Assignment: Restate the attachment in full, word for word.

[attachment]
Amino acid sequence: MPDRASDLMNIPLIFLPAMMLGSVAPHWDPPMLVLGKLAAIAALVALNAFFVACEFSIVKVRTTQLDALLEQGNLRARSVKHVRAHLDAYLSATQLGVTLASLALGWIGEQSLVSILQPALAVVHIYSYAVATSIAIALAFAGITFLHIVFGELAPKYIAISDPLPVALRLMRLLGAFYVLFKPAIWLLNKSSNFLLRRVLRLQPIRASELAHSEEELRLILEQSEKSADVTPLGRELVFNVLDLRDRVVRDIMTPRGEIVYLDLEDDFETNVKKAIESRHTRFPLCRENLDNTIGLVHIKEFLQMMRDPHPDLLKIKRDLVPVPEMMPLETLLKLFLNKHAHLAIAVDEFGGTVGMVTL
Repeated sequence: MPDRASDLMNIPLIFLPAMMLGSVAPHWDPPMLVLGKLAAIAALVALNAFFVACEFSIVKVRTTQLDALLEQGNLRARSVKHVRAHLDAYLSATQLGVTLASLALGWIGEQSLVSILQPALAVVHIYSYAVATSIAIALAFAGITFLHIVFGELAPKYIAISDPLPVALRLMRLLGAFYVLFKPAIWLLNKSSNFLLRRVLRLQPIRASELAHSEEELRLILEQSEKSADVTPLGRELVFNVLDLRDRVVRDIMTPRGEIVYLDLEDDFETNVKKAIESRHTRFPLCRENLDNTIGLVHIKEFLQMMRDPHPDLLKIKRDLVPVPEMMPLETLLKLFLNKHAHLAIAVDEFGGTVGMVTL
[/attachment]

Amino acid sequence: MPDRASDLMNIPLIFLPAMMLGSVAPHWDPPMLVLGKLAAIAALVALNAFFVACEFSIVKVRTTQLDALLEQGNLRARSVKHVRAHLDAYLSATQLGVTLASLALGWIGEQSLVSILQPALAVVHIYSYAVATSIAIALAFAGITFLHIVFGELAPKYIAISDPLPVALRLMRLLGAFYVLFKPAIWLLNKSSNFLLRRVLRLQPIRASELAHSEEELRLILEQSEKSADVTPLGRELVFNVLDLRDRVVRDIMTPRGEIVYLDLEDDFETNVKKAIESRHTRFPLCRENLDNTIGLVHIKEFLQMMRDPHPDLLKIKRDLVPVPEMMPLETLLKLFLNKHAHLAIAVDEFGGTVGMVTL
Repeated sequence: MPDRASDLMNIPLIFLPAMMLGSVAPHWDPPMLVLGKLAAIAALVALNAFFVACEFSIVKVRTTQLDALLEQGNLRARSVKHVRAHLDAYLSATQLGVTLASLALGWIGEQSLVSILQPALAVVHIYSYAVATSIAIALAFAGITFLHIVFGELAPKYIAISDPLPVALRLMRLLGAFYVLFKPAIWLLNKSSNFLLRRVLRLQPIRASELAHSEEELRLILEQSEKSADVTPLGRELVFNVLDLRDRVVRDIMTPRGEIVYLDLEDDFETNVKKAIESRHTRFPLCRENLDNTIGLVHIKEFLQMMRDPHPDLLKIKRDLVPVPEMMPLETLLKLFLNKHAHLAIAVDEFGGTVGMVTL